We cannot expect to have the same unity and oneness in our time if we do not foster and nurture it from the ground up. Let’s look at it from the very beginning of a relationship. Two people fall in love and decide that they want their lives to become one. They may perhaps decide to have children and in this the family unit lives together and is one. As a family, they may decide to attend a church or find a place that supports and loves them as they are. From our birth, we continue to grow into our environments. It is here that we seek out love and acceptance. It is here that we look for the unity and oneness that Jesus prays for.

The problem is, we are on this side of the Kingdom of Heaven. We are in a place where the Kingdom of Heaven has not fully come into being. There are struggles along the way. We feel at times that our prayers are not being answered. We cry out to God, asking why we have been confronted with various challenges.  Where is this unity that Jesus speaks of, we wonder?

This is where the mystery gets good! “Now they know that everything you have given me is from you; for the words that you gave to me I have given to them, and they have received them” (vs. 7). When Jesus prays that his followers may be one as he and the Father are one, he is praying all of us into this mystery too!

It is in this prayer that we can begin to imagine what a oneness in Christ feels and looks like. What if the church could be this place? It is at the cross and in Jesus’ death, resurrection, and ascension that we are able to behold the great mystery that has been present since the very beginning of creation in the Word. It is here that we come to know and experience the love of God.

The World Has Not Come to an End

Though it may seem like it.

What a bitter election season we have just experienced. I sat down last night to watch the returns with a pit in my stomach that must have been anticipating the outcome that I would wake up to this morning. No matter which candidate won, there would be people not happy with the outcome. I went to bed with an inkling of how the populace voted and what the outcome was going to be. Hoping that by chance I would wake up in the morning and it would have just been a bad dream.

The thing is, I am a white Christian male, what do I have to fear? I am in the majority and apparently that majority voted for drastic change in Washington. Just from watching the returns and listening to the pundits talk, the racial divide is still strong in America. We clearly are not a unified nation. If we truly want to move forward, we must be able to look beyond these labels.

Regardless of who won the election, my calling has not changed. I am called to serve God and proclaim the good news that is the gospel. A gospel which comes down to the lowly and the least of these. A gospel that leaves no room for misogyny, racism, sexism, xenophobia, or fear. I will continue to stand up for those that feel excluded and will continue to speak of the love of God for all people. I will continue to preach a gospel that proclaims the inclusion of all people. I will stand up for the creation God has granted us.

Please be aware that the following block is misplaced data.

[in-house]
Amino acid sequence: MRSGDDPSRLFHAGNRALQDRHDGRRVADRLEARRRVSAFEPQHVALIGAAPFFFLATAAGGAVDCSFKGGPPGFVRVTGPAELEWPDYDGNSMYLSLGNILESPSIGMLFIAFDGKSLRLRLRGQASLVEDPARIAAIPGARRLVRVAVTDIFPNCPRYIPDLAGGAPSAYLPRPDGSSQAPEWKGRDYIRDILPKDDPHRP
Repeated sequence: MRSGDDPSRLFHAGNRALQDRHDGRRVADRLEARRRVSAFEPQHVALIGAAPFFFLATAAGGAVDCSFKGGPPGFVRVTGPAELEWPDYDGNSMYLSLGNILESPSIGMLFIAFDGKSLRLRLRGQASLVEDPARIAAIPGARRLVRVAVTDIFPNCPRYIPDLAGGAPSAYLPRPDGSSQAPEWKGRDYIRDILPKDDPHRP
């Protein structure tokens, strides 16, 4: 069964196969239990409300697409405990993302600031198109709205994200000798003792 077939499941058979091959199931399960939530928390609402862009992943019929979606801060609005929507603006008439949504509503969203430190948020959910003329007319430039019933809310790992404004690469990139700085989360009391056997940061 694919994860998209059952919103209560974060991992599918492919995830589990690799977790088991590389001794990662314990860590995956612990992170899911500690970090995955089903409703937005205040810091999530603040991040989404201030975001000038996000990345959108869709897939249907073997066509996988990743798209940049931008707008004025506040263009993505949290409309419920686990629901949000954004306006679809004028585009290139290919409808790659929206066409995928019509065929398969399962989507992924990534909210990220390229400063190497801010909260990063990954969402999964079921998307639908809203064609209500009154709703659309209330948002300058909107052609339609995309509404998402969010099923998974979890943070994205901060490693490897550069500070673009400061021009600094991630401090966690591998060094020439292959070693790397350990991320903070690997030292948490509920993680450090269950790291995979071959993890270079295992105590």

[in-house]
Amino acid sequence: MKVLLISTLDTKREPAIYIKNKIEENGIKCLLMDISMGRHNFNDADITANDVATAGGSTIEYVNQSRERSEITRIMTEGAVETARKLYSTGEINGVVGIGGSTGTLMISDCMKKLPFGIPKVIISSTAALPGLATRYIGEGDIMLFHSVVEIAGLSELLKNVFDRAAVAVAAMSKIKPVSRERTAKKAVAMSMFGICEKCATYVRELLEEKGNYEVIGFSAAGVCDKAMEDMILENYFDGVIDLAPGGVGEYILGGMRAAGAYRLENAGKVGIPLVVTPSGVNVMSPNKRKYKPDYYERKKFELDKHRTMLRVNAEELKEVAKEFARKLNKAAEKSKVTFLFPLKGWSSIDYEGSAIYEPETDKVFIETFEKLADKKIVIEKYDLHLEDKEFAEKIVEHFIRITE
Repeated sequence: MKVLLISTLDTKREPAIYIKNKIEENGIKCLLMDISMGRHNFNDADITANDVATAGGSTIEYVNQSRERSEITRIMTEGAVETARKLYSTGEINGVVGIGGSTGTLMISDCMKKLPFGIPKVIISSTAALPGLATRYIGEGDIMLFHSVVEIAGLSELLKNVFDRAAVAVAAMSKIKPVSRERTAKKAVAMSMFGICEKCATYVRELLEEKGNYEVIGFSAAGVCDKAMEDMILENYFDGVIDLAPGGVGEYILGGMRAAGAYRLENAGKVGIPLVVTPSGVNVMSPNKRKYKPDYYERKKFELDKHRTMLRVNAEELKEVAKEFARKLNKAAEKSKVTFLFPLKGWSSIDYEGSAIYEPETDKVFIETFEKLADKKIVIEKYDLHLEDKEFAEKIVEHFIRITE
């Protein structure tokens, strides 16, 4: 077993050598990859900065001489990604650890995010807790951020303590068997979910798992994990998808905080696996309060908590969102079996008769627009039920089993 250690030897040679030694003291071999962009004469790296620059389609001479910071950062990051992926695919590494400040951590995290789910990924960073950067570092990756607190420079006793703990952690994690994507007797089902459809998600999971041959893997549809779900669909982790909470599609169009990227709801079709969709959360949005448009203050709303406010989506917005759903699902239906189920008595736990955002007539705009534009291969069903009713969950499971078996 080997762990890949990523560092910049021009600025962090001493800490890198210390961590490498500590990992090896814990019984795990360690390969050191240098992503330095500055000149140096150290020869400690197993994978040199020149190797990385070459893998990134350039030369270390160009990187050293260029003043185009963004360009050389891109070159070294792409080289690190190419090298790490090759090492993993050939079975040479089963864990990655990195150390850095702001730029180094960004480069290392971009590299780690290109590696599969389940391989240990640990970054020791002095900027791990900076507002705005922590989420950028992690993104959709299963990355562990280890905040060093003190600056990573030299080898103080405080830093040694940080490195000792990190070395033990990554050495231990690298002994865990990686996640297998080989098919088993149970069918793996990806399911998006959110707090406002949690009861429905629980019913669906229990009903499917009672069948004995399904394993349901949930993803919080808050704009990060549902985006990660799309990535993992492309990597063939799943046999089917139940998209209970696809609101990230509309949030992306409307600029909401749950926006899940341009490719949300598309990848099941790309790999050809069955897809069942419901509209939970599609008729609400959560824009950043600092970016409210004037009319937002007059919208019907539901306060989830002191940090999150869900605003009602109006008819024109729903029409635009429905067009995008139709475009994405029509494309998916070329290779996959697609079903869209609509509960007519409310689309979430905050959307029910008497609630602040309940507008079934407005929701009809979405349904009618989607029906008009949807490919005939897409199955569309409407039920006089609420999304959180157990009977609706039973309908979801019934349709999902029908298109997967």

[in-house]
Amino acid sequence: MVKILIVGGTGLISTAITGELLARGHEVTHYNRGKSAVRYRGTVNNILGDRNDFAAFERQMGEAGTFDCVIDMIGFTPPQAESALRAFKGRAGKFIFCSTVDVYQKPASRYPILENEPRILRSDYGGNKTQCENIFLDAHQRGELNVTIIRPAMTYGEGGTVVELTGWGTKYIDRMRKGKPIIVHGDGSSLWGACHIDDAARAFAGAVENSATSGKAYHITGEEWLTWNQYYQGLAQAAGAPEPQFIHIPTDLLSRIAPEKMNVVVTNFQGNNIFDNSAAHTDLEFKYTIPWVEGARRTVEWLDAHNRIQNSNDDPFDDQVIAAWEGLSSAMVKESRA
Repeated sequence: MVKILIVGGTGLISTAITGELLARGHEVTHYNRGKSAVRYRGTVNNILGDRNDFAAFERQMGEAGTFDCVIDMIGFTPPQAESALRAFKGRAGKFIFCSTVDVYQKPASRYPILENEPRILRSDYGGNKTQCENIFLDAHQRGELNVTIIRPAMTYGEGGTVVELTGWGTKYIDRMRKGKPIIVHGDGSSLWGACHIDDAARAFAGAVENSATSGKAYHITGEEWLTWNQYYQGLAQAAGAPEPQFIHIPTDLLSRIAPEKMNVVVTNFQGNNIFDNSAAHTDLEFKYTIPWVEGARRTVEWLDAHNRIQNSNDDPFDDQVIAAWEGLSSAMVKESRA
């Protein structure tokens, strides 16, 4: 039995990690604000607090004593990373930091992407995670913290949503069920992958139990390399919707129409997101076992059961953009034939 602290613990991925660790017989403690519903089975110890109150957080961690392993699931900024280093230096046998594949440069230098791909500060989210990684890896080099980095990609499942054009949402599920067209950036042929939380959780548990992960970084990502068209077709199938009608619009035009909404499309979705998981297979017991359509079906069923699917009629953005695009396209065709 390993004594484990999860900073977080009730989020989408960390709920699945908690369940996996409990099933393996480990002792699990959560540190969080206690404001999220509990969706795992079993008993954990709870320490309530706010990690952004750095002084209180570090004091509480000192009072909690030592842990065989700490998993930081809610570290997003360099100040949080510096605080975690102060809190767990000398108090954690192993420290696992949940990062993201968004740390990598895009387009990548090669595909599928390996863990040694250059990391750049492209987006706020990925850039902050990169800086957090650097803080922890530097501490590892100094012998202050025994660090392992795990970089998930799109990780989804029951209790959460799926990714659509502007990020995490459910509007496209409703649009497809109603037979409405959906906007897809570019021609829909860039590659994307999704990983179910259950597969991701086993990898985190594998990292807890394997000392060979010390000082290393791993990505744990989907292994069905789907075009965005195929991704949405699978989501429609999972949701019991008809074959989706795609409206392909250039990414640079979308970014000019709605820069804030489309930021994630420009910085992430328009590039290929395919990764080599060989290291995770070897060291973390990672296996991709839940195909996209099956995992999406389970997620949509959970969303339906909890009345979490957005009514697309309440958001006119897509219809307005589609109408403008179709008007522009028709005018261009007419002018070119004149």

My prayer is that we can come together in unity. A unity that will break down any walls, real or proposed. A unity that encourages conversation. A unity that encourages strengthening relationships. I believe that America is already great because it is composed of a great diversity of people. There is nothing to go back to. We can only move forward.

I cannot even pretend to know how my LGBTQ friends and family feel this morning. I cannot pretend to know how my African American or Hispanic friends feel this morning. I do know that many have expressed fear and anger. May we step up as a united people to combat any hatred that is spread and bring about the love of God. God is good. In this we pray.

Prayer for Christian Unity

latvia_font

Luke 4:14-21

Grace and Peace to you from God our Father, and our Lord, Jesus Christ.

I have to admit that it is a little strange to return to a place where you sensed God calling you into ministry. In a way it is a little intimidating because these are the people that experienced you in the infancy of your faith and walked with you through this strange calling. There is also a bit of reassurance that happens within this as well. They are supportive and grace-filled. Even when you attempt to sing the liturgy and they realize a week later that one of the stain-glass windows is cracked! (I am sure it was just coincidence)

In the gospel of Luke this morning Jesus returns to Nazareth shortly after he was baptized. Jesus, entering the synagogue and standing up to preach, reads from Isaiah and in doing so fulfills the promise in scriptures. This is a life-changing event for Jesus. He boldly proclaims his calling and teaches from the scripture. Everyone is intently listening as all of the eyes in the room are turned towards him and every ear hanging on to each word that came out of his mouth. Is what he was preaching what they expected to hear? We are left hanging until next week!